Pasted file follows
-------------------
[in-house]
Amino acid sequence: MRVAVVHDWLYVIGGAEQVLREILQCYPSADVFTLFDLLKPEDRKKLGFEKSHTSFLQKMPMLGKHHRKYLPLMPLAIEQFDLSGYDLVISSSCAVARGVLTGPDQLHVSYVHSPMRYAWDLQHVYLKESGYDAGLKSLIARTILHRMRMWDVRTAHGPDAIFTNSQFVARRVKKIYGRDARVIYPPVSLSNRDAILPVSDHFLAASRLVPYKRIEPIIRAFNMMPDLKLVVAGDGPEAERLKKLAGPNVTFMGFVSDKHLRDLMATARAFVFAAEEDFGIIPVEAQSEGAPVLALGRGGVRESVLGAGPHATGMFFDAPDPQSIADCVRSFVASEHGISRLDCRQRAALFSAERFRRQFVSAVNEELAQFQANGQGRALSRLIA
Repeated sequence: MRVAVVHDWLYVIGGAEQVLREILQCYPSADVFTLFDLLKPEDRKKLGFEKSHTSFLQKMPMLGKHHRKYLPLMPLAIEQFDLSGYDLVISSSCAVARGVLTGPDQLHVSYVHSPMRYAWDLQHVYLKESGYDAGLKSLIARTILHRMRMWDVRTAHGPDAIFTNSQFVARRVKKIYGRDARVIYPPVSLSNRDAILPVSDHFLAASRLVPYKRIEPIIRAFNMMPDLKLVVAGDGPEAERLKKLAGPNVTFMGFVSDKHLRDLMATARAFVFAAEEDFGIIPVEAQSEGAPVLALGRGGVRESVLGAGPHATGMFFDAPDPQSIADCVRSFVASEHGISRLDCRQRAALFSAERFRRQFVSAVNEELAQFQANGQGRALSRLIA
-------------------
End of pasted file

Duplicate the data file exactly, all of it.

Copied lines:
[in-house]
Amino acid sequence: MRVAVVHDWLYVIGGAEQVLREILQCYPSADVFTLFDLLKPEDRKKLGFEKSHTSFLQKMPMLGKHHRKYLPLMPLAIEQFDLSGYDLVISSSCAVARGVLTGPDQLHVSYVHSPMRYAWDLQHVYLKESGYDAGLKSLIARTILHRMRMWDVRTAHGPDAIFTNSQFVARRVKKIYGRDARVIYPPVSLSNRDAILPVSDHFLAASRLVPYKRIEPIIRAFNMMPDLKLVVAGDGPEAERLKKLAGPNVTFMGFVSDKHLRDLMATARAFVFAAEEDFGIIPVEAQSEGAPVLALGRGGVRESVLGAGPHATGMFFDAPDPQSIADCVRSFVASEHGISRLDCRQRAALFSAERFRRQFVSAVNEELAQFQANGQGRALSRLIA
Repeated sequence: MRVAVVHDWLYVIGGAEQVLREILQCYPSADVFTLFDLLKPEDRKKLGFEKSHTSFLQKMPMLGKHHRKYLPLMPLAIEQFDLSGYDLVISSSCAVARGVLTGPDQLHVSYVHSPMRYAWDLQHVYLKESGYDAGLKSLIARTILHRMRMWDVRTAHGPDAIFTNSQFVARRVKKIYGRDARVIYPPVSLSNRDAILPVSDHFLAASRLVPYKRIEPIIRAFNMMPDLKLVVAGDGPEAERLKKLAGPNVTFMGFVSDKHLRDLMATARAFVFAAEEDFGIIPVEAQSEGAPVLALGRGGVRESVLGAGPHATGMFFDAPDPQSIADCVRSFVASEHGISRLDCRQRAALFSAERFRRQFVSAVNEELAQFQANGQGRALSRLIA